Move over Virtual Reality (VR). It’s time for Augmented Reality (AR) that’s the new buzz word for marketers. As an ‘experience’ tool, while AR gives a more real feel to users/customers, it is an expensive tool that is keeping marketers away from adopting it.
So what exactly is AR and how is it different from VR? Putting it simply, VR is all about an ‘experience’ in the digital world. Whereas, AR is about having digital elements in the real world. The simultaneous mix of real and virtual worlds makes the entire gamut of marketing activities come alive.
For example, Mahindra used the technology at the Auto Expo in New Delhi this year, to launch its Mahindra XUV500. People could virtually experience a cheetah by their side, including petting the wild animal. By standing on the area marked on the floor, a big screen over the XUV showed a cheetah walking in and standing next to the visitor. It was a visual treat for visitors. When the image was captured, it showed the visitor with the car and the cheetah with a watermark on the image saying ‘Me with the cheetah! XUV500.’
Another example is the Titan HSE app on Facebook, where users could virtually try out the light-powered watches with the help of real light captured through web cam.
According to Somprabh K Singh, Senior Marketing Manager, Titan, “AR enables consumers to get an offline shopping experience in the online medium, or helps to enhance their offline shopping experience.”
With a total spend of around 25 lakh, the campaign received 50,000 downloads of the application over a period of eight weeks, and the cumulative time spent by users on the app amounted to a year.
Meanwhile, Carlton D’Silva, Chief Executive Officer, Hungama Digital Media, the digital agency behind the Mahindra XUV500 campaign feels that AR allows brands to get an immediate reaction from the audience.
The agency has earlier developed an AR campaign (You Click, Allu Arjun Dance) for 7UP too where users could make Telugu movie star Allu Arjun, the then mascot of the beverage brand, dance as per their choice on.
McDonald’s is another player, which has tried out AR when it launched McFlurry in India. McDonald’s would video record any customer in the store and load the recording onto a TV screen within the store. The customer could then view himself/herself along with a McFlurry, which gave an impression that the customer was a part of the TVC being played in the store.
Rajesh Kumar Maini, General Manager – Corporate Communication, McDonald’s India (North & East), says, “Our consumers, especially the younger lot are more inclined towards the total experience they have at McDonald’s. AR was one such innovation that we experimented with, which helped us engage them and create ‘I’m Lovin’ It’ moments.”
According to Satwick Saxena, Business Head, Thmbstrk, the mobile marketing division of Indigo Consulting (an interactive marketing and technology agency), AR, because of its novelty factor intrigues the consumers. While AR can be used in conjunction with the users mobile phone, it can simply help find offers in the shop one is passing by or even check out if the television set a consumer is checking out in a store will fit into his/her TV-trolley. “AR based solutions enable simple, easy to use solutions for many common problems,” he says.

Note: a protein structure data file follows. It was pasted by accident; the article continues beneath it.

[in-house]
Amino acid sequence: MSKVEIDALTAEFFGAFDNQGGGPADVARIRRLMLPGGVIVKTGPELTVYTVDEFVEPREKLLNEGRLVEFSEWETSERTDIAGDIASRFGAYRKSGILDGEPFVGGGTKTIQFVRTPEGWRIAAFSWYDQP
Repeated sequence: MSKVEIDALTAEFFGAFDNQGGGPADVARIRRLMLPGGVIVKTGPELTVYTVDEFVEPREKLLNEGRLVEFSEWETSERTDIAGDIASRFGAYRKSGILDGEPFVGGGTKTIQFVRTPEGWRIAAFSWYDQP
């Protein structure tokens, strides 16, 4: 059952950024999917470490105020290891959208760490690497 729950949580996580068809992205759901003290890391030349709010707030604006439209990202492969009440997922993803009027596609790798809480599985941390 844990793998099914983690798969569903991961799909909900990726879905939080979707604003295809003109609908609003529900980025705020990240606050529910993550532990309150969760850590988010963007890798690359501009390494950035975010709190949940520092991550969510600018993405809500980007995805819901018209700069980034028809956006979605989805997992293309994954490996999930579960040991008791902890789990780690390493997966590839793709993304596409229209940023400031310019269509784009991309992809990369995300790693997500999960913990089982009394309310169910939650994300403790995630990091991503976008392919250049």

For a layman, AR is nothing short of magic. It is this freshness that engraves a brand’s identity in the minds of consumers. The buzz that is created also lends to the enforcement of a brand’s presence in the marketplace.
Will marketers adopt?
Even though the concept is new, AR has great future potential. According to Singh of Titan, the brand will use AR in future, if it fits the overall campaign objectives and can be employed in an innovative manner.
Maini of McDonald’s too feels that AR can help brands build a better connect with the consumers. In fact, McDonald’s is evaluating the possibility of using AR to highlight and share nutrition information of its products with the customers.
Also, with more companies investing in digital media and there being an explosion in smart phone sales, AR will be an important component of the marketing campaigns of brands that are looking to be pioneers in the digital media space and break the clutter in traditional media.
Who should use it?
While Singh feels that AR will play a major role for companies in the retail sector, others marketers feel that any brand that wants to innovate and interact with its consumers can use AR. Luxury is another sector, which can use AR to give an experience of its products to consumers without actually handing over the product before a sale.
While I AR still is in its nascent stage, yet there is always a fear of overkill. According to D’Silva, “An overdose of anything is always bad. An overdose with bad Augmented Reality ideas is worse.”
Another challenge that is foreseen is the cost involved. Saxena feels, “Typically brands and marketers think of AR too late while planning a campaign and hence timelines and sometimes costs can become a challenge.”
He adds, “The cost of an AR project depends on the complexity of the requirement and the amount of platforms it needs to work on.”
The cost according to him, could go anything beyond Rs 10 lakh for a static image projection at a single OOH installation. The costs keep increasing as more features and interactions are added.
While the stage has been set, it remains to be seen how marketers make use of this technology to leverage their brands.
Watch the video of Augmented Reality in action at the Auto Expo during the launch of Mahindra XUV500: